Walter W. Pickut
As a matter of fact, it’s pretty hard to imagine not doing it. And if you stopped doing it, you wouldn’t even be here to say so.
It’s kind of like the old joke that says – “If your grandparents didn’t have any children, then your parents probably didn’t either, and neither will you.”
We all do it–We eat!
Eating, however, is much more than merely taking in the proper nutrition at the proper times. If it were, eating would be so boring we’d probably all quit doing it and die shriveled up like raisins. But eating is more than that.
Poet Maya Angelou once said, “Eating is so intimate. It’s very sensual. When you invite someone to sit at your table and you want to cook for them, you’re inviting a person into your life.”
So then, when you create a meal and prepare your table—whether it’s simple or elaborate, whether intimate or casual—you are part of a food chain that stretched from the field to your kitchen table and the people you provide for. At every step, there is a producer and a consumer.
So, this week your Jamestown Gazette reminds our readers about where that life-sustaining chain begins. It all starts on our farms, the ultimate producers. This week we invite you, the ultimate consumers, to celebrate our local agriculture with us.
Chautauqua County is among the agricultural powerhouses of New York State, home to more than 1,200 farms, 96% of which are family owned. There’s probably no place better to teach children some of life’s most important lessons. They might start on the farm, but they’re highly portable.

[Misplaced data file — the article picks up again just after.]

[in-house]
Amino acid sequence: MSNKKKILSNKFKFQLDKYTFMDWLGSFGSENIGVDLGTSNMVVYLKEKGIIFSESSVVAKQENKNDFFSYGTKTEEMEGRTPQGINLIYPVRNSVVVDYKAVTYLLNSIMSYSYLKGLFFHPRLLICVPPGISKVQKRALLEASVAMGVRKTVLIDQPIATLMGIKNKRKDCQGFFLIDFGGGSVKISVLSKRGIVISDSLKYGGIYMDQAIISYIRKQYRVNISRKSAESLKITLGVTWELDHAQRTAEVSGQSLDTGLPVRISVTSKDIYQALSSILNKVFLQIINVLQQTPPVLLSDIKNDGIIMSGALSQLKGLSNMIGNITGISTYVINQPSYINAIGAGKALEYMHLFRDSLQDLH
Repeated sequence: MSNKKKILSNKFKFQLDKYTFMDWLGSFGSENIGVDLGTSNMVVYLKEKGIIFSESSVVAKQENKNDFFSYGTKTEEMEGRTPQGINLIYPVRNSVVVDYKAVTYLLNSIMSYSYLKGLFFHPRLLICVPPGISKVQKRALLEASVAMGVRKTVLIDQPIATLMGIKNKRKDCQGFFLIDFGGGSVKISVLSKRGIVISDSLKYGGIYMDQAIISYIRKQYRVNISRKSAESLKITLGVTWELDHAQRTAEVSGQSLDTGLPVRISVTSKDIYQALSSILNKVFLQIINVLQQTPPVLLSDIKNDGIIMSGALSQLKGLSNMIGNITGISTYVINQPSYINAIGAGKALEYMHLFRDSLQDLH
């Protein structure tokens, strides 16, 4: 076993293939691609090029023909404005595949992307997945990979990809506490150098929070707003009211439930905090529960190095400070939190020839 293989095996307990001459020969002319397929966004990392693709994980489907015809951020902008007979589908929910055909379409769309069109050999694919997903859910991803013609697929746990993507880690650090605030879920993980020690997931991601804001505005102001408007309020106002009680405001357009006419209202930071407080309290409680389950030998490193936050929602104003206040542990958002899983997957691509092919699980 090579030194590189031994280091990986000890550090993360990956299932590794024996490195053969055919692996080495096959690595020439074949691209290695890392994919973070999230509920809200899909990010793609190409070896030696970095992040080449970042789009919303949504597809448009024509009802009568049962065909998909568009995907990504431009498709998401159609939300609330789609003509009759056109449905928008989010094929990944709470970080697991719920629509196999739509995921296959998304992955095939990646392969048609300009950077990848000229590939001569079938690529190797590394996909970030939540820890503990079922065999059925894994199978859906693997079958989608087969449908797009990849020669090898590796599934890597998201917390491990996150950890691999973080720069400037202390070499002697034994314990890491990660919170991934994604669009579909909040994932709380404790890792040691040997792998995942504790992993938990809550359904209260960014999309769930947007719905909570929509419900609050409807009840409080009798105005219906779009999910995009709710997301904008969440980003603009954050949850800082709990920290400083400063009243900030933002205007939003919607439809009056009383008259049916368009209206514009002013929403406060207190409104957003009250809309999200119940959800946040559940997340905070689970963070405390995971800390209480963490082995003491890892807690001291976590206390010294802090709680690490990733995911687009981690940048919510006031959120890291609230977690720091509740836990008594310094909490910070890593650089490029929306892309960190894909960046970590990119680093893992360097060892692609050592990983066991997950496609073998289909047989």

I bet you can find a way to take every one of these to the city after you’ve learned them on the farm.
- Life is simpler when you decide to plow around the stump.
- Every path you take will have a few puddles.
- If you’ve dug yourself into a hole, the first thing to do is quit your digging.
- If you get to thinkin’ your advice is pretty special, try telling your pigs how to scratch.
- And always drink upstream from the herd!
Chautauqua County has a total land area of just over 1,000 square miles, about 1/3 of which is dedicated to agriculture, making it one of the more important agricultural counties in New York State. It is well-balanced for productivity, divided nearly half and half between animal and produce, ending in a significant food processing, value-added output sector.
But a farmer’s success is not measured just in statistics. It’s measured by you and the good that eventually lands on your table. Think again about where it came from if you want to enjoy all the real flavor.
The success of Chautauqua County’s agricultural industry is a credit to its many, far thinking, progressive farmers. Their work and their influence contribute greatly to the stability and resilience of the entire region.
Since we all do eat, let us encourage you this week to remember where it all comes from. Whether you see it in your shopping cart, sizzling on your stove, or passed around your dinner table, take one more look and remember how it got there.
Enjoy the read.